Scientists working at Stanford University have developed a new lithium-ion battery that will not overheat. Instead, it shuts itself off when temperatures get too high and powers back on once it cools down, a study in Nature Energy reports.
This important new technology, which prevents batteries from overheating, should be able to prevent battery fires in many popular electronics, such as laptops and hoverboards.
Most rechargeable lithium-ion batteries are made up of two lithium electrodes–one positive and one negative–and an intermediary electrolyte liquid that transfers electrons from one end to the other, UPI reports. While this allows the battery to function, sometimes the constant cycle of charging and discharging can raise the temperature of the battery’s electrolyte material to above 300 degrees Fahrenheit. When that happens, the battery can ignite.
While hoverboards have risen in popularity over the past few months, they are known to spontaneously burst into flames because of battery overheating. To combat this, researchers installed a thin film of elastic polyethylene in the battery between the electrodes and the electrolyte. The film contains spiky nanoparticles made of nickle and graphene to enhance conductivity.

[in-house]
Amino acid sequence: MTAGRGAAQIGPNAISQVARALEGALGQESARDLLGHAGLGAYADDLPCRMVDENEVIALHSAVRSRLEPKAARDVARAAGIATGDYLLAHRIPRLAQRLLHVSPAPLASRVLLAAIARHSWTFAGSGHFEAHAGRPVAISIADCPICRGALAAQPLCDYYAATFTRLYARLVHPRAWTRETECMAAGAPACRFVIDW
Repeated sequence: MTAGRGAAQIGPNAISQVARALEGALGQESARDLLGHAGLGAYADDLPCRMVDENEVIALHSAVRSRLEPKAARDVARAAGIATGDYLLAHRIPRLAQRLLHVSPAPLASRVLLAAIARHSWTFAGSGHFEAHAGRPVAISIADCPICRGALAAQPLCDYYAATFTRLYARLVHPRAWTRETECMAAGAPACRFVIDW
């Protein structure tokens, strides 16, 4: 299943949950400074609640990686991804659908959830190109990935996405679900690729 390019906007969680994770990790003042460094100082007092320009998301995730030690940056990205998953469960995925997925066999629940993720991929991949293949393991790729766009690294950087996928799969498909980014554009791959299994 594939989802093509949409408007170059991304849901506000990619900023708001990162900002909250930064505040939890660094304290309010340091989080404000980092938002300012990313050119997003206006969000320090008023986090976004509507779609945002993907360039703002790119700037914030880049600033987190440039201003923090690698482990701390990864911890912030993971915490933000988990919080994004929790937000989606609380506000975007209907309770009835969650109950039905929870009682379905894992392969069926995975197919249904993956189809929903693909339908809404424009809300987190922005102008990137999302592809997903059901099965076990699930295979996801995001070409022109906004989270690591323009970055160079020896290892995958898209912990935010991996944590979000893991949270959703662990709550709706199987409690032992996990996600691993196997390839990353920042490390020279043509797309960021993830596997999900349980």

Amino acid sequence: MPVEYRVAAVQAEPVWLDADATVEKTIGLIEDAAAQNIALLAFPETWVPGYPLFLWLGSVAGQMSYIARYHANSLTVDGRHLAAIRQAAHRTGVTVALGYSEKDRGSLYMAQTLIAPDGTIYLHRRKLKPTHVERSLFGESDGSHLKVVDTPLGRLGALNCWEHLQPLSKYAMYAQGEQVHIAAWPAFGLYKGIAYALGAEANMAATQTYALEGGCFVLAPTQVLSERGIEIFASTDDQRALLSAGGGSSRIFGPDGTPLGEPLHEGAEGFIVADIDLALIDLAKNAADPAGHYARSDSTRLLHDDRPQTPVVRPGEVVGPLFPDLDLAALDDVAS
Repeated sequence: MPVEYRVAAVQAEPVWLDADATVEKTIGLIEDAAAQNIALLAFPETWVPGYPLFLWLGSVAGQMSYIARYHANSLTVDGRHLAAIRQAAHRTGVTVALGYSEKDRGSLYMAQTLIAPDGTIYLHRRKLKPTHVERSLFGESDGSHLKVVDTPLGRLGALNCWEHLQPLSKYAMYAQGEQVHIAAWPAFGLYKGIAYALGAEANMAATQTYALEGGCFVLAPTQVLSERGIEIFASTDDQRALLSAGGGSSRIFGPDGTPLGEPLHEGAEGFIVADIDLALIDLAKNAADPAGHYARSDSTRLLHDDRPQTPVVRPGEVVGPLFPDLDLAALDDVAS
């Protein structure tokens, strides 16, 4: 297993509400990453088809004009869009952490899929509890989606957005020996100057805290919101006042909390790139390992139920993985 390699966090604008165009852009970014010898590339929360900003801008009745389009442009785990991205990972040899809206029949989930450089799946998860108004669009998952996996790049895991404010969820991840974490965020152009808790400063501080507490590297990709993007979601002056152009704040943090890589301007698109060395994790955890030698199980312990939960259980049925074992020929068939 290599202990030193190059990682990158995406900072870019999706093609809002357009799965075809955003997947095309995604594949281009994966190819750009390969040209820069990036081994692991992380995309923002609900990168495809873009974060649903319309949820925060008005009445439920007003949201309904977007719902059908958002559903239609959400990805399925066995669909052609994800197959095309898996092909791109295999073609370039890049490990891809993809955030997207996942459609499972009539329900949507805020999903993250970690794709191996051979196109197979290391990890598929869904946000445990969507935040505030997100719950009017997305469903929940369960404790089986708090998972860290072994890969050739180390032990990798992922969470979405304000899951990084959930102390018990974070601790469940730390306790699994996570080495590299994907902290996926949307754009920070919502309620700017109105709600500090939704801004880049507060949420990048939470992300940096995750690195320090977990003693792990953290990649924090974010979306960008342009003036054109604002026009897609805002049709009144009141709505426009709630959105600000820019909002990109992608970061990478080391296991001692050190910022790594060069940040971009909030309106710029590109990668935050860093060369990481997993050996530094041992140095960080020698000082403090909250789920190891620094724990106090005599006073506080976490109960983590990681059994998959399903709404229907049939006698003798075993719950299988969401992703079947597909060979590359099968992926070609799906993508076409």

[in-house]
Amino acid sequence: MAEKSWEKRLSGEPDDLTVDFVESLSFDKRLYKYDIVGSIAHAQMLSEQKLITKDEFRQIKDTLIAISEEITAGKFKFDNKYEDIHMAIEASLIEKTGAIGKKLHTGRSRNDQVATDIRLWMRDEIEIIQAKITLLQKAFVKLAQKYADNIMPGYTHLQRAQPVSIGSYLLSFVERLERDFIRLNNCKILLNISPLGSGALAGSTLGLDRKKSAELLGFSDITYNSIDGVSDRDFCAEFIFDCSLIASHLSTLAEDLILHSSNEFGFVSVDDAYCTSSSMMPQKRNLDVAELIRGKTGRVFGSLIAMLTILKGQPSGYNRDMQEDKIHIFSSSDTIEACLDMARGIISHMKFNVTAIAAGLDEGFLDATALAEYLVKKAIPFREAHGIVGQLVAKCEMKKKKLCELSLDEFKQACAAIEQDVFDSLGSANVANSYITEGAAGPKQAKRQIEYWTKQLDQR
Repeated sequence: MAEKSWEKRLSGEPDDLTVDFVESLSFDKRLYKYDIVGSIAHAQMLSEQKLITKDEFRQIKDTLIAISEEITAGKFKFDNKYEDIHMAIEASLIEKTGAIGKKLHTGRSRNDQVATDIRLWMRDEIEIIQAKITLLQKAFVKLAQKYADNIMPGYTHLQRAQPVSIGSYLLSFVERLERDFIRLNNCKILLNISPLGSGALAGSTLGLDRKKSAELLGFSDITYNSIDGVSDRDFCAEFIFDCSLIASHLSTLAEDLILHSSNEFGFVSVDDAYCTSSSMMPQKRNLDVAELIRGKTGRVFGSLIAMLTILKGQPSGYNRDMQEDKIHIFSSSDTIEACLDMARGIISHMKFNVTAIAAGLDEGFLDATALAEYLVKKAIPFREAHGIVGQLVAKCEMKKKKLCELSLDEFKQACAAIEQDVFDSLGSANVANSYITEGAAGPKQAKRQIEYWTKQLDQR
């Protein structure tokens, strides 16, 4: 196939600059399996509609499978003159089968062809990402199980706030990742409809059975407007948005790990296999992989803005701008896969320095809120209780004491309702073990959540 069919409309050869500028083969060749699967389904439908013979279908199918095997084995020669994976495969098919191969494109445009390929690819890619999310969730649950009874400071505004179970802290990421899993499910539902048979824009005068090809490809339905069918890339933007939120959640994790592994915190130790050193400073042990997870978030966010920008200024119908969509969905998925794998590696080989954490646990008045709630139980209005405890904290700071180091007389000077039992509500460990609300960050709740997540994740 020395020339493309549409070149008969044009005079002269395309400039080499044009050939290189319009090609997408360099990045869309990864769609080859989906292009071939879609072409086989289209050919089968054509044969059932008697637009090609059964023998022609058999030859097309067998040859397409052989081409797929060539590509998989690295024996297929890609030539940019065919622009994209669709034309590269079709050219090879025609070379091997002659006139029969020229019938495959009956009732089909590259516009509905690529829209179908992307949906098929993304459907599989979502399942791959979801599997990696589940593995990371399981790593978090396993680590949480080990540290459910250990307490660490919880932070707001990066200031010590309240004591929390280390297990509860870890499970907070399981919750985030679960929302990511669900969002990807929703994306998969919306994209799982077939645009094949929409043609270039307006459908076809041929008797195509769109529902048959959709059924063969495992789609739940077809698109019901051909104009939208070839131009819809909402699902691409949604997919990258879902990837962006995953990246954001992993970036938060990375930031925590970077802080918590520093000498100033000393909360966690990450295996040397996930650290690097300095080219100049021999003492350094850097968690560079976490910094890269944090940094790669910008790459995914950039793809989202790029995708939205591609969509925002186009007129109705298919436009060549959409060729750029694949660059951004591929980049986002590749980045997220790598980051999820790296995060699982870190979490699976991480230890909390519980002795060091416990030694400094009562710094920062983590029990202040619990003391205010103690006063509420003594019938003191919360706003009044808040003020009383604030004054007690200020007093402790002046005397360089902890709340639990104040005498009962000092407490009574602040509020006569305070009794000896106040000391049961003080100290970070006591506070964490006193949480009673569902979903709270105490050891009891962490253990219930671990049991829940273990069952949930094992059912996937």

“We attached the polyethylene film to one of the battery electrodes so that an electric current could flow through it,” said Zheng Chen, lead author of the study, in a statement. “To conduct electricity, the spiky particles have to physically touch one another. But during thermal expansion, polyethylene stretches. That causes the particles to spread apart, making the film nonconductive so that electricity can no longer flow through the battery.”
The researchers also were able to calibrate the film to separate at different temperatures. This allowed them to expand the film at the right pace for the nanoparticles to separate and the battery to shut down above 160 degrees Fahrenheit.
Using a hot air gun, the scientists tested the new technology and found the safety mechanism to be accurate, effective, and reversible. After the battery shuts down, it quickly begins to work again once it cools below that 160 degree Fahrenheit threshold.
People have tried to solve the problem of accidental lithium-ion fires in the past, but this method is much more reliable than previous approaches. It is the first design that allows a battery to be shut down and reliably revived again and again without lowering the performance of the battery itself.